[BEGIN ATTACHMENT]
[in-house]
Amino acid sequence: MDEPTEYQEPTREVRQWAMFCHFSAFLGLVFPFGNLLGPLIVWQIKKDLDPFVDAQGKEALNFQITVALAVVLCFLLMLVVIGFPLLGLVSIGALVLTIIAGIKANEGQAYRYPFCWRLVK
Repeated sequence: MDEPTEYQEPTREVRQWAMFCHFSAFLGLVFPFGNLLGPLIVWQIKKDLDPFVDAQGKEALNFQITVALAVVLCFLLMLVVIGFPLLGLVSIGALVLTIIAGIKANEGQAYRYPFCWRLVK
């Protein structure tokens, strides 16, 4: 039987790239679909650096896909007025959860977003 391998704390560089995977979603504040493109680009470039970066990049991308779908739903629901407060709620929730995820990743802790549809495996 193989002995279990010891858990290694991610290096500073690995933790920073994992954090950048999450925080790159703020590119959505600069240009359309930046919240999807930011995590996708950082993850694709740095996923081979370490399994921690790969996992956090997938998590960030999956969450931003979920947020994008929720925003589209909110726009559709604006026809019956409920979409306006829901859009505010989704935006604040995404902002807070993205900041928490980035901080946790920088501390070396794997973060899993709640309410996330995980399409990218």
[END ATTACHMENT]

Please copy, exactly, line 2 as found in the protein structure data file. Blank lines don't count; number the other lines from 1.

Amino acid sequence: MDEPTEYQEPTREVRQWAMFCHFSAFLGLVFPFGNLLGPLIVWQIKKDLDPFVDAQGKEALNFQITVALAVVLCFLLMLVVIGFPLLGLVSIGALVLTIIAGIKANEGQAYRYPFCWRLVK